It is commonly understood nowadays that organizations must have a diverse workforce. However, a deeper question remains: Who is responsible for ensuring a company has — and maintains — a diverse workforce?
Even when it is not part of their job, leaders from every part of an organization must make it their responsibility.
At Accenture, for instance, training is central to how the company runs its business. It spends more than $850 million a year on training, much of which focuses specifically on leadership and diversity. For example, the company offers training on how to lead a diverse workforce, on helping women progress to senior roles and helping leaders to better understand how unconscious bias influences hiring, promotion and talent management.
Achieving and maintaining diversity is a group effort, and no matter where an employee works or what a company culture is, the person responsible for leading diversity efforts in an organization can’t simply wave a wand and make all the necessary pieces come together.
There are, however, steps leaders can take to make the effort more effective.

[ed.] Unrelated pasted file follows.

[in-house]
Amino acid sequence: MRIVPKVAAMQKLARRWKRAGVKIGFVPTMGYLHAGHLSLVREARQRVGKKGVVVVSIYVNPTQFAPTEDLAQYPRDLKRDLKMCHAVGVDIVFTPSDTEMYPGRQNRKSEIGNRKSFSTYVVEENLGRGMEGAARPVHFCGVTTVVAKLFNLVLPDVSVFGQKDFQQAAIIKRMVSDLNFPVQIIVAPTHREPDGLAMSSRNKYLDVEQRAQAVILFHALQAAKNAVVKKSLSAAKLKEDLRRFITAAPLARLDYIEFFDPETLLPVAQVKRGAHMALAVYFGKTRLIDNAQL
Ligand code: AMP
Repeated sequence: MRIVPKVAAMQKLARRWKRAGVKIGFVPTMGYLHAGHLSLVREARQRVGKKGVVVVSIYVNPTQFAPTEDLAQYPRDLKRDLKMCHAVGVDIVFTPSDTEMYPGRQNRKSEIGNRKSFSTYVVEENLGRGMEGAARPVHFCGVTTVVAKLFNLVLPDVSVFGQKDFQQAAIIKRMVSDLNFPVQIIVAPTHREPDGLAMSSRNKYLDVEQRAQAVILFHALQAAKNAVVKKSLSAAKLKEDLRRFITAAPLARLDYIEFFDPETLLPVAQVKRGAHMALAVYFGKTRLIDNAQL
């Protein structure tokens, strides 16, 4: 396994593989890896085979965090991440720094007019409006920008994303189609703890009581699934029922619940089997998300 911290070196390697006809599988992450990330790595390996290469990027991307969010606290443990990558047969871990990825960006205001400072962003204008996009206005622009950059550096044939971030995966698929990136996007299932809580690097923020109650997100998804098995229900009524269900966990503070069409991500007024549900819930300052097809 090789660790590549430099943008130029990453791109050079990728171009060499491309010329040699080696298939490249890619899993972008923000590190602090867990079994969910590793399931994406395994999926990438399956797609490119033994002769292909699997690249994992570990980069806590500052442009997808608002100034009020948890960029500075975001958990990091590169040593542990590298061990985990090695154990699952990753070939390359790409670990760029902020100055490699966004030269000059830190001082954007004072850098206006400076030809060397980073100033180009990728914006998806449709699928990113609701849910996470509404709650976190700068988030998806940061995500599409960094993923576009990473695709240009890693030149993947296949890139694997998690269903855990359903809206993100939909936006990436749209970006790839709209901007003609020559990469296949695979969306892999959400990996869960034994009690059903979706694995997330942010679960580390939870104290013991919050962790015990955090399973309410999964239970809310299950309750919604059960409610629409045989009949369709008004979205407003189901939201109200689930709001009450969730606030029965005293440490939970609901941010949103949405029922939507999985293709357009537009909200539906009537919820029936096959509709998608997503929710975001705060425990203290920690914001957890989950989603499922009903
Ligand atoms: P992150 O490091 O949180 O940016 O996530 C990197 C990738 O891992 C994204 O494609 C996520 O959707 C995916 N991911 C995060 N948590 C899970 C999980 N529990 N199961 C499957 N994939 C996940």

First, of course, is commitment and leadership from the top. Leaders must step out in front and demonstrate their commitment to diversity, not just by hiring a diverse workforce, but also by making the day-to-day decisions that keep people engaged.
Second, leaders must communicate with — and engage — people at all levels in the organization. Everyone has to have a role in the culture, and leaders have a responsibility to make the decisions and communicate the messages that encourage diversity.
Third, leaders must be coaches and role models for the rest of the organization, no matter how large or small. People love to learn about best practices, and what succeeds in one area of a company has a good chance of succeeding in another. Bring new people on the journey and make them advocates, team players and success stories.
Diversity is crucial to any successful business. The question is how to get on that road to diversity, keep going and make sure you reach your destination. Education about unconscious bias and how it impacts decision-making about talent is a key part of the answer. It provides the information and perspective.
Steve Rohleder is the group chief executive for Accenture’s Health and Public Service operating group. He can be reached at firstname.lastname@example.org.